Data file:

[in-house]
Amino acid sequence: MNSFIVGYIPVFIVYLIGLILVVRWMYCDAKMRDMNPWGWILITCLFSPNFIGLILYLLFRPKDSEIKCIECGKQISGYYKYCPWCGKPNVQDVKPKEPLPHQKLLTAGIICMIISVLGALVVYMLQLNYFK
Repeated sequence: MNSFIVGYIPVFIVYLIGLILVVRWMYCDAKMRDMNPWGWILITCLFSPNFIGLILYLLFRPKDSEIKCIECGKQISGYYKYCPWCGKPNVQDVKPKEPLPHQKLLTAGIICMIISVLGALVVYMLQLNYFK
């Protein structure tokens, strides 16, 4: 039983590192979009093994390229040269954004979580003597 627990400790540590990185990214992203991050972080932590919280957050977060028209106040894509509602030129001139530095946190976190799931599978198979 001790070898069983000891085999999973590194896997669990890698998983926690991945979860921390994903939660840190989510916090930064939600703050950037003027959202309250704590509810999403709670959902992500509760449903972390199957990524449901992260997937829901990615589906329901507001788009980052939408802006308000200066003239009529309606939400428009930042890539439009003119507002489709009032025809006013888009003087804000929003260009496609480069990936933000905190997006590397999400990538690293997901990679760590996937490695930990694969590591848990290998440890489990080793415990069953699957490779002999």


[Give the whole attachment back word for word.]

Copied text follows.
[in-house]
Amino acid sequence: MNSFIVGYIPVFIVYLIGLILVVRWMYCDAKMRDMNPWGWILITCLFSPNFIGLILYLLFRPKDSEIKCIECGKQISGYYKYCPWCGKPNVQDVKPKEPLPHQKLLTAGIICMIISVLGALVVYMLQLNYFK
Repeated sequence: MNSFIVGYIPVFIVYLIGLILVVRWMYCDAKMRDMNPWGWILITCLFSPNFIGLILYLLFRPKDSEIKCIECGKQISGYYKYCPWCGKPNVQDVKPKEPLPHQKLLTAGIICMIISVLGALVVYMLQLNYFK
């Protein structure tokens, strides 16, 4: 039983590192979009093994390229040269954004979580003597 627990400790540590990185990214992203991050972080932590919280957050977060028209106040894509509602030129001139530095946190976190799931599978198979 001790070898069983000891085999999973590194896997669990890698998983926690991945979860921390994903939660840190989510916090930064939600703050950037003027959202309250704590509810999403709670959902992500509760449903972390199957990524449901992260997937829901990615589906329901507001788009980052939408802006308000200066003239009529309606939400428009930042890539439009003119507002489709009032025809006013888009003087804000929003260009496609480069990936933000905190997006590397999400990538690293997901990679760590996937490695930990694969590591848990290998440890489990080793415990069953699957490779002999």